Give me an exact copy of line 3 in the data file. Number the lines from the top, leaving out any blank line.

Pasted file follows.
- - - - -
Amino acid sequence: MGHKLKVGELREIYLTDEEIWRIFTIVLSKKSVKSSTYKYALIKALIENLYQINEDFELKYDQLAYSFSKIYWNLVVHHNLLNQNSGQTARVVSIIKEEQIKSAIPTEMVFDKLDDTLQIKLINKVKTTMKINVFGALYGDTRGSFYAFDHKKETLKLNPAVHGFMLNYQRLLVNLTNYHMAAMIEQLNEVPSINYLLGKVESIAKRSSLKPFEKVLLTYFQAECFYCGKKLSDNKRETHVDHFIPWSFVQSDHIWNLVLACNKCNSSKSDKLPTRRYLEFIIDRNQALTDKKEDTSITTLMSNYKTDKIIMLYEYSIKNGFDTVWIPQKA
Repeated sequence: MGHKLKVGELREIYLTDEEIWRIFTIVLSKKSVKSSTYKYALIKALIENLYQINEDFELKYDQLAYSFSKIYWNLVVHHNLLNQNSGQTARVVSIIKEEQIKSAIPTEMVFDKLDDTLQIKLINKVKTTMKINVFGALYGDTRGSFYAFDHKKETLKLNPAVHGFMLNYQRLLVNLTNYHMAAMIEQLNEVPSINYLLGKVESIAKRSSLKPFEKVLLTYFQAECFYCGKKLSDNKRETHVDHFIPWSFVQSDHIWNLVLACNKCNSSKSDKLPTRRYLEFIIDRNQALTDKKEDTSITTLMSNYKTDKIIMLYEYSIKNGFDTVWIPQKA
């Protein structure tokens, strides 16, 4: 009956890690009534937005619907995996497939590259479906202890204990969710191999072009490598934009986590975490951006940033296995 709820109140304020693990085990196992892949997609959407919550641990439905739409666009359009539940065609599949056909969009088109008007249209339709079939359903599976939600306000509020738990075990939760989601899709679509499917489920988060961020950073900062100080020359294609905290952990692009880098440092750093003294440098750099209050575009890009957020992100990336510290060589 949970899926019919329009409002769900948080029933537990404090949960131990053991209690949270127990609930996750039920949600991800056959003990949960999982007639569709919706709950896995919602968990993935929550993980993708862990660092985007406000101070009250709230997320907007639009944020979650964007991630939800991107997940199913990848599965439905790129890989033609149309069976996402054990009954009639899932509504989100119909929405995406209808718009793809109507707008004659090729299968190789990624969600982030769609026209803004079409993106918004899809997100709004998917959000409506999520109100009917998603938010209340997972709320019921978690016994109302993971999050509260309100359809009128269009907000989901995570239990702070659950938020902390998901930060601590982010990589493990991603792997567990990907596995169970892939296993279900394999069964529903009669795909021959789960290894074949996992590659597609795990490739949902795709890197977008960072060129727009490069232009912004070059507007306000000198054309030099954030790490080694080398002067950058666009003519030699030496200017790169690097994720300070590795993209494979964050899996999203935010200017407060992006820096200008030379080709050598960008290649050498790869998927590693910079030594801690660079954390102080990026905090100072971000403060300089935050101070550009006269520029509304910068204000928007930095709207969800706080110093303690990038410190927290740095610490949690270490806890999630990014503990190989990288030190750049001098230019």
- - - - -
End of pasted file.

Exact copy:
């Protein structure tokens, strides 16, 4: 009956890690009534937005619907995996497939590259479906202890204990969710191999072009490598934009986590975490951006940033296995 709820109140304020693990085990196992892949997609959407919550641990439905739409666009359009539940065609599949056909969009088109008007249209339709079939359903599976939600306000509020738990075990939760989601899709679509499917489920988060961020950073900062100080020359294609905290952990692009880098440092750093003294440098750099209050575009890009957020992100990336510290060589 949970899926019919329009409002769900948080029933537990404090949960131990053991209690949270127990609930996750039920949600991800056959003990949960999982007639569709919706709950896995919602968990993935929550993980993708862990660092985007406000101070009250709230997320907007639009944020979650964007991630939800991107997940199913990848599965439905790129890989033609149309069976996402054990009954009639899932509504989100119909929405995406209808718009793809109507707008004659090729299968190789990624969600982030769609026209803004079409993106918004899809997100709004998917959000409506999520109100009917998603938010209340997972709320019921978690016994109302993971999050509260309100359809009128269009907000989901995570239990702070659950938020902390998901930060601590982010990589493990991603792997567990990907596995169970892939296993279900394999069964529903009669795909021959789960290894074949996992590659597609795990490739949902795709890197977008960072060129727009490069232009912004070059507007306000000198054309030099954030790490080694080398002067950058666009003519030699030496200017790169690097994720300070590795993209494979964050899996999203935010200017407060992006820096200008030379080709050598960008290649050498790869998927590693910079030594801690660079954390102080990026905090100072971000403060300089935050101070550009006269520029509304910068204000928007930095709207969800706080110093303690990038410190927290740095610490949690270490806890999630990014503990190989990288030190750049001098230019």